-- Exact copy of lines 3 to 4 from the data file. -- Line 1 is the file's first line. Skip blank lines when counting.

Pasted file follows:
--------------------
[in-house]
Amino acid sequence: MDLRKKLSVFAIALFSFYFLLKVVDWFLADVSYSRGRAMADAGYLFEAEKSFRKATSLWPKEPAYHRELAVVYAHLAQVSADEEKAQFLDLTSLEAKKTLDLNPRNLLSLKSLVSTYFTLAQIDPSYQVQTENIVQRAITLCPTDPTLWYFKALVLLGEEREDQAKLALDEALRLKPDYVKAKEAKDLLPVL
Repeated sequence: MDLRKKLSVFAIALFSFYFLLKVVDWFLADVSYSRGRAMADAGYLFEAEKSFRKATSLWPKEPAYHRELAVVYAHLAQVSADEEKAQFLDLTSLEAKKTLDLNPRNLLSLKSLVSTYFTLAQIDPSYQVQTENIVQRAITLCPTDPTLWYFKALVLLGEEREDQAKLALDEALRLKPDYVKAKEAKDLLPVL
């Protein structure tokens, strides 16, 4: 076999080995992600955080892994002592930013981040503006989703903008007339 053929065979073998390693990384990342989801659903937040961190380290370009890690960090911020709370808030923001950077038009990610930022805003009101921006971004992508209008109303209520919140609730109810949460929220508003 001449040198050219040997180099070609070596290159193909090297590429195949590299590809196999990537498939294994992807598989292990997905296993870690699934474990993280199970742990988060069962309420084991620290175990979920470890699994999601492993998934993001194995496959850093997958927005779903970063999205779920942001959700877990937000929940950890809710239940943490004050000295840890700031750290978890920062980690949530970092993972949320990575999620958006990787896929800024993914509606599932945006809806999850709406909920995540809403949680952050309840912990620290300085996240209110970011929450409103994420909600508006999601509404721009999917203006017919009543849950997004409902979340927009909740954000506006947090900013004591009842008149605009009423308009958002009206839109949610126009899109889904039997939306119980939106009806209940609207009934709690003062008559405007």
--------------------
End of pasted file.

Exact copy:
Repeated sequence: MDLRKKLSVFAIALFSFYFLLKVVDWFLADVSYSRGRAMADAGYLFEAEKSFRKATSLWPKEPAYHRELAVVYAHLAQVSADEEKAQFLDLTSLEAKKTLDLNPRNLLSLKSLVSTYFTLAQIDPSYQVQTENIVQRAITLCPTDPTLWYFKALVLLGEEREDQAKLALDEALRLKPDYVKAKEAKDLLPVL
């Protein structure tokens, strides 16, 4: 076999080995992600955080892994002592930013981040503006989703903008007339 053929065979073998390693990384990342989801659903937040961190380290370009890690960090911020709370808030923001950077038009990610930022805003009101921006971004992508209008109303209520919140609730109810949460929220508003 001449040198050219040997180099070609070596290159193909090297590429195949590299590809196999990537498939294994992807598989292990997905296993870690699934474990993280199970742990988060069962309420084991620290175990979920470890699994999601492993998934993001194995496959850093997958927005779903970063999205779920942001959700877990937000929940950890809710239940943490004050000295840890700031750290978890920062980690949530970092993972949320990575999620958006990787896929800024993914509606599932945006809806999850709406909920995540809403949680952050309840912990620290300085996240209110970011929450409103994420909600508006999601509404721009999917203006017919009543849950997004409902979340927009909740954000506006947090900013004591009842008149605009009423308009958002009206839109949610126009899109889904039997939306119980939106009806209940609207009934709690003062008559405007």